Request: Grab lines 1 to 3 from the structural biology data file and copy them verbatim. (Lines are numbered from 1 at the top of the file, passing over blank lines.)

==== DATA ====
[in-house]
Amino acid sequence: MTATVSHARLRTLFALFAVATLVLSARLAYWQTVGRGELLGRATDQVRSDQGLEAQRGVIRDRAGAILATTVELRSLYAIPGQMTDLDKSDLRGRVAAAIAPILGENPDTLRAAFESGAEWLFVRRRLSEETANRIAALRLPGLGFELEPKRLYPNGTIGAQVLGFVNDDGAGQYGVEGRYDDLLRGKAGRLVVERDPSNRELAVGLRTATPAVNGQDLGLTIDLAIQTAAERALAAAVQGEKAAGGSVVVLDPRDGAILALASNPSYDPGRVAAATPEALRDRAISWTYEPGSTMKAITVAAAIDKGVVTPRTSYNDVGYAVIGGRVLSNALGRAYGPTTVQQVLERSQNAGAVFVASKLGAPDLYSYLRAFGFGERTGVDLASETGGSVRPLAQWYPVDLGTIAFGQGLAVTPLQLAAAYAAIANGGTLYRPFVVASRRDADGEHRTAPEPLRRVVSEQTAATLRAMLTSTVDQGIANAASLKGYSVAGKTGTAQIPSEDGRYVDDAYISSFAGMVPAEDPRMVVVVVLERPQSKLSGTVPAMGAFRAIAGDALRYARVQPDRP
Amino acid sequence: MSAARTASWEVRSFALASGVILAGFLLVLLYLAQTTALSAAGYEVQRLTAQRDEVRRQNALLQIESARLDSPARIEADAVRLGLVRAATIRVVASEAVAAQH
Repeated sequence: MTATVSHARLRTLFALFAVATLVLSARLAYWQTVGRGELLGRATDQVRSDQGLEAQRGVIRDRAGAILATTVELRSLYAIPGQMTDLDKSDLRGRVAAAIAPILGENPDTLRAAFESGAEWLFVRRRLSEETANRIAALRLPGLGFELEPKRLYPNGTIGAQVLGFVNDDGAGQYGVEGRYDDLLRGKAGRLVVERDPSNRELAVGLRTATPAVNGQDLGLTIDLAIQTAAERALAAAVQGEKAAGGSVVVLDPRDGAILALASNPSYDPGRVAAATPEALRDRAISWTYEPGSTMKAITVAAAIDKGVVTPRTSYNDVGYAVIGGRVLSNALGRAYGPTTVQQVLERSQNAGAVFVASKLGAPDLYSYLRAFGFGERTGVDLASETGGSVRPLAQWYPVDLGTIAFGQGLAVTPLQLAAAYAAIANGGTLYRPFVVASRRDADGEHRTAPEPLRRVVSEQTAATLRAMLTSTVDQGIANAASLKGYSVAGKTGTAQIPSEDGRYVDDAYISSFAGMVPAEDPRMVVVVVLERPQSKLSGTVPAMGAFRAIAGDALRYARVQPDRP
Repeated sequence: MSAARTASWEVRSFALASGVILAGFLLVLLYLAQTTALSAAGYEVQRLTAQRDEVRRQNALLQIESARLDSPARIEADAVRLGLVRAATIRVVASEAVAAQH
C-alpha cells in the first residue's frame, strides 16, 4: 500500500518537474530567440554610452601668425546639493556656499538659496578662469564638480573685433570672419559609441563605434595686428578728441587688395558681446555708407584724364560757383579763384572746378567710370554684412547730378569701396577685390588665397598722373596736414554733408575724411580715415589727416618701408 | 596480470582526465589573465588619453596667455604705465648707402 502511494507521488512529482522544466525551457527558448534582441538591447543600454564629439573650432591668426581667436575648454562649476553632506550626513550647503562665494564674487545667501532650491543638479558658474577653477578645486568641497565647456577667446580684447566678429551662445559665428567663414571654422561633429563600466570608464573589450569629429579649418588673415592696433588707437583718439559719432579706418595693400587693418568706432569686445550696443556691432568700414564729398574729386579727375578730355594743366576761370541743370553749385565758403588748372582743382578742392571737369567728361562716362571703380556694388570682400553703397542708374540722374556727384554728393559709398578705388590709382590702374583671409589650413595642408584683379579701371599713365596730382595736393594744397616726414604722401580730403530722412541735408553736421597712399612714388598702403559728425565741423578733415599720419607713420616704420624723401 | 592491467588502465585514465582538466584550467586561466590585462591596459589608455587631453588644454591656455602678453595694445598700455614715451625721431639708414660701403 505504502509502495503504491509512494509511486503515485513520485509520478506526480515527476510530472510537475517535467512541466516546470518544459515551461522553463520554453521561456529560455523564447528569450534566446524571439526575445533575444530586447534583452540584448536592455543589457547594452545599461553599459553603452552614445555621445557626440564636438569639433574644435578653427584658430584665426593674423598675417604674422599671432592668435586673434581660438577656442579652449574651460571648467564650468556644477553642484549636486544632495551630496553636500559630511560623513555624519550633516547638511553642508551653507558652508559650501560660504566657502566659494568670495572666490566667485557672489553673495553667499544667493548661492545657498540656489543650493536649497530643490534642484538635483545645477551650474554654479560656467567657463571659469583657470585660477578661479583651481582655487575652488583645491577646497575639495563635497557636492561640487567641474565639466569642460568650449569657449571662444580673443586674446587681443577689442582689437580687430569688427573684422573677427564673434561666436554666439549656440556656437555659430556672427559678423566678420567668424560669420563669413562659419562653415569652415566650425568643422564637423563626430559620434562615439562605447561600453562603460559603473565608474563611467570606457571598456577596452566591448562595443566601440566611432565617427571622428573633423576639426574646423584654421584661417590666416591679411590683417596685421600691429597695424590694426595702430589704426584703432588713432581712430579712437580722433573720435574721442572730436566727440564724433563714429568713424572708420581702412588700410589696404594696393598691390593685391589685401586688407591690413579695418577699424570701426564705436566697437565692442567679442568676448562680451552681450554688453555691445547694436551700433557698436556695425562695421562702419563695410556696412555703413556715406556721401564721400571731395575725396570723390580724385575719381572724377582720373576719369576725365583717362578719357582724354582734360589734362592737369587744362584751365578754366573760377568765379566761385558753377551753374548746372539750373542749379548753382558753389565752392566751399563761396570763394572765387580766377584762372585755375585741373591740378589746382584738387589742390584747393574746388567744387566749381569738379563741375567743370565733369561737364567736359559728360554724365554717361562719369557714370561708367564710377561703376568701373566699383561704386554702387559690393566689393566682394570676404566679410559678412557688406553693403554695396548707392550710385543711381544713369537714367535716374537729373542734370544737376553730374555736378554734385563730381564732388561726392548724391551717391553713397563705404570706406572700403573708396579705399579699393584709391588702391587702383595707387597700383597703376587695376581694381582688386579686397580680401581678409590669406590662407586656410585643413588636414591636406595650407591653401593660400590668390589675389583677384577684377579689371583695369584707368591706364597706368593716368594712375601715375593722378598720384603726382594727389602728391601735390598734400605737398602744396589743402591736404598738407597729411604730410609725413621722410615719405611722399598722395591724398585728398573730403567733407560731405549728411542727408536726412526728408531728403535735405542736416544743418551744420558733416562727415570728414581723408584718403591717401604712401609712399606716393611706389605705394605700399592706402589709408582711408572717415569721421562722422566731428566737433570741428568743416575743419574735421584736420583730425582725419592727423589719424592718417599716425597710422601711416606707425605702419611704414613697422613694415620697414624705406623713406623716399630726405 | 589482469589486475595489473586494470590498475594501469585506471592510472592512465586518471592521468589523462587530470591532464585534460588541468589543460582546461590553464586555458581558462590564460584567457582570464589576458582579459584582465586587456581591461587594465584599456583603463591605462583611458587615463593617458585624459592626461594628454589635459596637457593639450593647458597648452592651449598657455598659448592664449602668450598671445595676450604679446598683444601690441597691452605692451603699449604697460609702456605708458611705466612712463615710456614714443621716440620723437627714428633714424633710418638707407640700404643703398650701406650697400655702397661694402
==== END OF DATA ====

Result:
[in-house]
Amino acid sequence: MTATVSHARLRTLFALFAVATLVLSARLAYWQTVGRGELLGRATDQVRSDQGLEAQRGVIRDRAGAILATTVELRSLYAIPGQMTDLDKSDLRGRVAAAIAPILGENPDTLRAAFESGAEWLFVRRRLSEETANRIAALRLPGLGFELEPKRLYPNGTIGAQVLGFVNDDGAGQYGVEGRYDDLLRGKAGRLVVERDPSNRELAVGLRTATPAVNGQDLGLTIDLAIQTAAERALAAAVQGEKAAGGSVVVLDPRDGAILALASNPSYDPGRVAAATPEALRDRAISWTYEPGSTMKAITVAAAIDKGVVTPRTSYNDVGYAVIGGRVLSNALGRAYGPTTVQQVLERSQNAGAVFVASKLGAPDLYSYLRAFGFGERTGVDLASETGGSVRPLAQWYPVDLGTIAFGQGLAVTPLQLAAAYAAIANGGTLYRPFVVASRRDADGEHRTAPEPLRRVVSEQTAATLRAMLTSTVDQGIANAASLKGYSVAGKTGTAQIPSEDGRYVDDAYISSFAGMVPAEDPRMVVVVVLERPQSKLSGTVPAMGAFRAIAGDALRYARVQPDRP
Amino acid sequence: MSAARTASWEVRSFALASGVILAGFLLVLLYLAQTTALSAAGYEVQRLTAQRDEVRRQNALLQIESARLDSPARIEADAVRLGLVRAATIRVVASEAVAAQH